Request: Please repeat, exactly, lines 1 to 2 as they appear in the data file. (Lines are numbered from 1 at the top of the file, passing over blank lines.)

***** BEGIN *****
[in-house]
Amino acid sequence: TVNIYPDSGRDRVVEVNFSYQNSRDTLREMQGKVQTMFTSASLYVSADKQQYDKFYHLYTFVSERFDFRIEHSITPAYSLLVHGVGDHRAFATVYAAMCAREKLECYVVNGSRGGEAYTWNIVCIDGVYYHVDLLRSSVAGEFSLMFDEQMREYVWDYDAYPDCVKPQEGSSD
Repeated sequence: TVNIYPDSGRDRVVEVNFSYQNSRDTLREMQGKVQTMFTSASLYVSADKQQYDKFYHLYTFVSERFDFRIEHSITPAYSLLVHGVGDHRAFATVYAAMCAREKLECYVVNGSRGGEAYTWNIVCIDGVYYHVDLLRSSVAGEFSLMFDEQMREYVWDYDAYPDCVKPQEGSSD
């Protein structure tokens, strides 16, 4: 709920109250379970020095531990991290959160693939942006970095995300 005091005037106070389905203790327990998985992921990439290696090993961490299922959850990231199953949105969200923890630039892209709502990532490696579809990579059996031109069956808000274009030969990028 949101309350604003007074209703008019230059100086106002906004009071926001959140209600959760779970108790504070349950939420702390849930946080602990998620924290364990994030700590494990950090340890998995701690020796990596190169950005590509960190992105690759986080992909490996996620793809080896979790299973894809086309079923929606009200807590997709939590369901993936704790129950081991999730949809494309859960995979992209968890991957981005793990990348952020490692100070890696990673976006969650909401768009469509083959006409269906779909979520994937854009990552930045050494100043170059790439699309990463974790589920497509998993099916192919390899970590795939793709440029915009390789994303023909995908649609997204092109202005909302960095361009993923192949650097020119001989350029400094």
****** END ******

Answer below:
[in-house]
Amino acid sequence: TVNIYPDSGRDRVVEVNFSYQNSRDTLREMQGKVQTMFTSASLYVSADKQQYDKFYHLYTFVSERFDFRIEHSITPAYSLLVHGVGDHRAFATVYAAMCAREKLECYVVNGSRGGEAYTWNIVCIDGVYYHVDLLRSSVAGEFSLMFDEQMREYVWDYDAYPDCVKPQEGSSD